After a few years of hard labor from 'can't see in the morning to can't see at night', our hero has become somewhat acclimated to existence as some pale face's 'property', and he doesn'tlike it at all.  No 'happy slave' here.  Our hero still remembers vaguely his early life in Afrika being free as the wind.  Being initiated into manhood in his early teens, he still retains the learned knowledge of survival and martial skills he learned in Mozambique.  Skills passed down throughout Afrikas from the ancient Nuba people who developed the martial arts, and where stone carvings in KMT still attest to their primal fighting skills; skills that were passed through Afrikans who inhabited early India and were taken into Asia by Bodurhama who taught them to the priests of Shaolin.
Having been 'sold' by Washington to a VA enslaver, our hero now finds himself being herded into the holds of yet another enslavement ship called the Creole, sailing out of Norfolk to Louisiana in 1791.
It seems, the euros having depleted the nutrients from the soils in the states of VA, NC, SC and other areas from over planting, had found new arable land in the deep south, then under the control of Spain, France, Mexico, and Indigenous nations..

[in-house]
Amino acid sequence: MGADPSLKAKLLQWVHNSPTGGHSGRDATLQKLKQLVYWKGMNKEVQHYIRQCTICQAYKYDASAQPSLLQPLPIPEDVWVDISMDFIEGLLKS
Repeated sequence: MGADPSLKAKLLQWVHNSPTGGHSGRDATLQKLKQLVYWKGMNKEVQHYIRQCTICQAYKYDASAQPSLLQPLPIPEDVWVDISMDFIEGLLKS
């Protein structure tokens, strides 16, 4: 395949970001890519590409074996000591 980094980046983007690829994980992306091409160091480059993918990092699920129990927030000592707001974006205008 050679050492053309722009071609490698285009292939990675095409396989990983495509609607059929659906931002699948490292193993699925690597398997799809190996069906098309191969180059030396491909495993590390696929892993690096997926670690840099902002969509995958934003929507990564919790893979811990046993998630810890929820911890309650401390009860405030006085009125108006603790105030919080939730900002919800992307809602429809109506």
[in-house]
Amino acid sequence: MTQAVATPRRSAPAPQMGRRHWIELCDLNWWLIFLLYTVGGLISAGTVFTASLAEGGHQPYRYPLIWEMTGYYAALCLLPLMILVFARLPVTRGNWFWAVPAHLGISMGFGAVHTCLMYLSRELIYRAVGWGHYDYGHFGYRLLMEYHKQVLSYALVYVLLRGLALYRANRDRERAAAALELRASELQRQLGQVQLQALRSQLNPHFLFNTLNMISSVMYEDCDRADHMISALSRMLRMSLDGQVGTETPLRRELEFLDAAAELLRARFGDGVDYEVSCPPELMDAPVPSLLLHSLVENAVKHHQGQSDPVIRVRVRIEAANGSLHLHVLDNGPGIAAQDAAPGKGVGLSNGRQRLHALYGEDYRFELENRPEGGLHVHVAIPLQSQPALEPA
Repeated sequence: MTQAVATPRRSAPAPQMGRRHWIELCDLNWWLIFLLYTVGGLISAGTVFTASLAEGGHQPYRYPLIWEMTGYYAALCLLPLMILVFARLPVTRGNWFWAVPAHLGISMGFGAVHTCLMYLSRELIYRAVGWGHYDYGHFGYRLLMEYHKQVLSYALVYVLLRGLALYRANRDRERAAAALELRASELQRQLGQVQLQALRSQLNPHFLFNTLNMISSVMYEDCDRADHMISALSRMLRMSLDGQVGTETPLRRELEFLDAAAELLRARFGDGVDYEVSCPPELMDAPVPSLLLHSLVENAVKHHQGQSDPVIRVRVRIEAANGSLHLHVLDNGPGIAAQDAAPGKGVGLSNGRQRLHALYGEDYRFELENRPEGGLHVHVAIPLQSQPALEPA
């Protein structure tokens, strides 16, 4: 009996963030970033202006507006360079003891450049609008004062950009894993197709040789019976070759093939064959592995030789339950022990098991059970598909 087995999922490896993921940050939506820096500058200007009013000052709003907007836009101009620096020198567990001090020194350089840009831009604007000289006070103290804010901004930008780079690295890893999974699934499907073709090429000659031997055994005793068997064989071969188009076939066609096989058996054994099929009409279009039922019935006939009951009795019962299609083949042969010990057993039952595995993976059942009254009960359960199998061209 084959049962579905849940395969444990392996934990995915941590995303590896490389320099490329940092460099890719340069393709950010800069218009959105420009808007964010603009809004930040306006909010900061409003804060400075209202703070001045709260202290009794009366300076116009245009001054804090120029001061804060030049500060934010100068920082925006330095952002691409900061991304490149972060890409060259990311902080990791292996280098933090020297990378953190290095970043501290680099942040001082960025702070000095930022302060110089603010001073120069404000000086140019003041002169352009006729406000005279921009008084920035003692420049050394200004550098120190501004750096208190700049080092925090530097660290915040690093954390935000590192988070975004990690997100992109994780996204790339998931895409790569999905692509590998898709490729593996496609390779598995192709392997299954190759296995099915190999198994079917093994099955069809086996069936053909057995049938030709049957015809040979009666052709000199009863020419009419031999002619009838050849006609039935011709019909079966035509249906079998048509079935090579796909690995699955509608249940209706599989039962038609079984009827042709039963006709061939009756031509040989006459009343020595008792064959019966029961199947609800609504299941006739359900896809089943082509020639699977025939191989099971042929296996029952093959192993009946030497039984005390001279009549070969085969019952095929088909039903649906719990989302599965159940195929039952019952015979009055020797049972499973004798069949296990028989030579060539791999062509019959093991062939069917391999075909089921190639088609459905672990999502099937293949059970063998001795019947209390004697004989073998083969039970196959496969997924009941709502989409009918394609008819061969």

Desiring to start new prison farms there, growing sugar cane, rice, etc, they began a campaign of force marching our enslaved ancestors overland from the mid-Atlantic states to the deep south to build and work new and very profitable sugar cane prison farms.  New Orleans, thus became the wealthiest city in the USA on the backs of our enslaved ancestors un-paid and very deadly labor.  For the average life span of our ancestors working the very labor intensive sugar cane prison farms was only 7 years!!
Our hero, being shipped out of Norfolk, was one of the few who was not made to literally walk at a brisk pace from Norfolk to New Orleans.
On board the Creole, our hero, together with about 130 other Afrikan captives begin the trip in the familiar 'slave decks' in the holds of the ship.  Allowed to briefly come on deck for fresh air, our hero and other Afrikans seized the time, overpowering the pale crew of the ship through much effort, our hero leads his Black brothers and sisters to take control of the Creole and forces the pale crew to sail it to Nassau just off the Florida coast.
There, they encounter the British, then in control of the island and are liberated since Britain had outlawed enslavement in Nassau.  Although the euro owners of the Creole protested to Britain and demanded that their 'property' be returned to them, Madison Washington and all but a few Afrikan captives are formally liberated.  Some, however, decided to remain captives, for what ever reason, and were shipped on to New Orleans.
 Madison Washington's heroic story is just one of the very few documented instances in which our people were victorious over enslavement, and it is worthy of being shouted from the mountaintops, and so we do: